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Ulf Ekman’s conversion to the Catholic Church sparked a healthy discussion over how to hold the reforming impulse of Protestantism alongside the new ecumenical impulse.

The starting place for such a discussion is the recognition that the reforming impulse and the ecumenical impulse converge on the need for a ressourcement of historic Christianity as the way to affirm catholicity. This is the case regardless of whether one sees the Catholic Church (or Orthodox churches) as the most complete visible expression of the Body of Christ and all other forms as “lesser,” or whether one defines the Body of Christ in terms of the invisible communion with no visible form fully expressing that body. (The latter commitment does not imply that all ecclesial traditions or ways of doing church are equal.)

The question for Protestants concerns how to appropriate the traditions of historic Christianity in keeping with the reforms initiated by the Protestant Reformers. From a Wesleyan perspective, this centers on Wesley’s idea that the purpose of Methodism was “to reform the nation, particularly the Church; and to spread scriptural holiness throughout the land.”

The Wesleyan idea of spreading holiness finds precedents in the twelfth century with Cistercian writers like William of St. Thierry. One can see its outworking in women mystics like Hadewijch of Brabant and Rhineland mystics like Johann Tauler. These streams also fed a young Martin Luther so that medieval spirituality continues in a Reformation form. A Wesleyan vision, then, practices a ressourcement of the spiritual streams of historic Christianity as a way of promoting and advancing holiness and thereby renewing the churches.

The emphasis on holiness prompts a theology of immediacy in which the Spirit of God is the love that reorients human loves conforming them to Christ the divine lover. For this reason, Wesleyans maintain the historic Protestant emphasis of sola fide and sola gratia, because faith itself is an internal movement initiated by the Spirit that comes to rest in the divine promises. It is a movement of the heart, a turning of emotion and desire that marks initial turn toward the Son in the power of the Spirit.

To renew the church also involves a form of protest against the churches. In this way the church catholic emerges from the reform of the particular churches. One cannot understand the Gregorian reforms of the Eleventh Century apart from a protest against a way of doing church that was no longer acceptable.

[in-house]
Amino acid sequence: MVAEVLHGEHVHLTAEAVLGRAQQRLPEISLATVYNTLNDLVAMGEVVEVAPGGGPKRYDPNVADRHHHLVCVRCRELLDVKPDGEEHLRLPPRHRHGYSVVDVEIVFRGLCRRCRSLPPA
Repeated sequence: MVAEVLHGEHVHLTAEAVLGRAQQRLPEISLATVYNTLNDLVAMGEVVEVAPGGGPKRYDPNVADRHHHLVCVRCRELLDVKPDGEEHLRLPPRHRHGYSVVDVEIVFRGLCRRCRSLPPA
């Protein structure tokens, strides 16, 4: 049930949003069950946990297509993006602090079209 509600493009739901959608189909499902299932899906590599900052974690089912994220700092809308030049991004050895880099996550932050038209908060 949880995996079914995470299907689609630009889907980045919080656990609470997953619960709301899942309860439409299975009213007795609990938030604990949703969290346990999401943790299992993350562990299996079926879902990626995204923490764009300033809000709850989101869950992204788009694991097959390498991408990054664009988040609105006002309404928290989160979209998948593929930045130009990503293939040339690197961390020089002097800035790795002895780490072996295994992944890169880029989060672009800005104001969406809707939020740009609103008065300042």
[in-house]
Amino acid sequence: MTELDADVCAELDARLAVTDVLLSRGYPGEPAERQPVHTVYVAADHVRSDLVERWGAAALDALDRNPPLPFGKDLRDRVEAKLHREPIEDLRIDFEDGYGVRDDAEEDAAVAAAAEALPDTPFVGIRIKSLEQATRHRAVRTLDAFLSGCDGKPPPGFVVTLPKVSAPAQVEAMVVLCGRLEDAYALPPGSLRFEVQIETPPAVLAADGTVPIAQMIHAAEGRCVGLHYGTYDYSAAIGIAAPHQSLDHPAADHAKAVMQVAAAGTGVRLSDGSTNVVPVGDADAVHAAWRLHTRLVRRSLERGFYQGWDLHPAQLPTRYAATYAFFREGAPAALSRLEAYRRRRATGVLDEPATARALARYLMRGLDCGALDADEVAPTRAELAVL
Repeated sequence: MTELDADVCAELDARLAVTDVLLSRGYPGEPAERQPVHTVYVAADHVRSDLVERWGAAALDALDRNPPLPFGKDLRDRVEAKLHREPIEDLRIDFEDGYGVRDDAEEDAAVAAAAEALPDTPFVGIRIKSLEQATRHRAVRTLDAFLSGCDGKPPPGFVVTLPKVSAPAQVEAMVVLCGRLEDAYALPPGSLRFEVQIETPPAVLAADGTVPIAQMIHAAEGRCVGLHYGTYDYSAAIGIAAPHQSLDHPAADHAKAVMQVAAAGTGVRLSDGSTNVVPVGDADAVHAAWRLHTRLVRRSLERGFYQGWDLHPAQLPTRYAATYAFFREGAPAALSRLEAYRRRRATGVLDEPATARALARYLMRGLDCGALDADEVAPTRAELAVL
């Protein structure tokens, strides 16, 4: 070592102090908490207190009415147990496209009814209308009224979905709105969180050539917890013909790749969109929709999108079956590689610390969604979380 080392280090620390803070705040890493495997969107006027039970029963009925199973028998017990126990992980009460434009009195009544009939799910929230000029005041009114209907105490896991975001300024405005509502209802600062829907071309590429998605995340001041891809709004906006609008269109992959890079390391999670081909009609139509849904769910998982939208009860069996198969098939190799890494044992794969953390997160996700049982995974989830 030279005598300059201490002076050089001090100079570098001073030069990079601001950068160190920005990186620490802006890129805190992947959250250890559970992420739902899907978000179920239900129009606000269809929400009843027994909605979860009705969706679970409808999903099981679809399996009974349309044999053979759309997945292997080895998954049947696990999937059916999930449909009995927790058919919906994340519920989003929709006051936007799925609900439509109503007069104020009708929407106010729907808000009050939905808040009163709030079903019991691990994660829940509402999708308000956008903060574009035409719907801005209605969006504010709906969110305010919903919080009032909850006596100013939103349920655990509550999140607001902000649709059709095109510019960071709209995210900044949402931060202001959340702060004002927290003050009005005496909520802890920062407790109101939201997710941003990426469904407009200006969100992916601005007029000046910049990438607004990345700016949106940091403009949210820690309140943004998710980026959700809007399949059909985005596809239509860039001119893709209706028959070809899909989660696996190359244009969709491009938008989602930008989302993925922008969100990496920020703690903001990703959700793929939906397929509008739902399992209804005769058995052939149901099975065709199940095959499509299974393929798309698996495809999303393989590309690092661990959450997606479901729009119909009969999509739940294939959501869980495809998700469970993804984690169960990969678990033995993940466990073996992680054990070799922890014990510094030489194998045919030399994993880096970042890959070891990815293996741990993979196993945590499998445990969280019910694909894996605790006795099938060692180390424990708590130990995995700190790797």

Too often the debate between a Bernard of Clairvaux and a Peter Abelard is read in terms of the latter’s so-called heterodoxy when it was just as much about Bernard’s progressive vision of a church disentangled from the control of secular princes over against Abelard’s more conservative view of an ordered relation of patronage and rule between secular rulers and sacred institutions. Bernard protested what Abelard embraced.

Moreover, this protest represented a massive change in the very structure of the church in order to secure the life of the churches. The creation of the college of cardinals alone as the means to secure the transmission of the papal office free from secular interference was an innovation within the structure. The question of whether this innovation, as well as the elevation of the bishop of Rome to jurisdictional authority over the whole church, is a genuinely catholic move remains to be resolved. Nevertheless, all can acknowledge it was a genuine effort to reform the churches in the service of the church catholic.

This is where the global pentecostal-charismatic movement may enter because, at its best, it seeks to recover a catholic spirituality that fuses the sacramental and the charismatic. As Isidore of Seville notes, something is called a sacrament because “divine power (virtus) brings about in a more hidden way the “saving effect” of the sacrament. Isidore makes a move already found in Augustine’s differentiating between the sacrament and the power of the sacrament (virtus sacramenti). It is no mistake that Gregory the Great attributes miracles to the “powers” (virtutes) at work in the saint.

One finds this same use of virtus in the Anglican Tractarian R. I. Wilberforce who distinguished between the sign, the reality signified (res), and the grace or power within (virtus). The sign mediates Christ through the power of Christ at work within it and power is nothing less than the Spirit of Christ. What one finds is that charismatic grace and sacramental grace are two modes of divine power that transforms and makes holy. It is how scriptural holiness first takes root in the soul through faith alone by grace alone.

Vibrant forms of Christianity continually practice ressourcement even if they do so in ways commensurate with their own ecclesial and theological traditions. Conversions like those of Ulf Ekman should motivate everyone to engage in this task of reforming the churches by recovering historic Christianity. 

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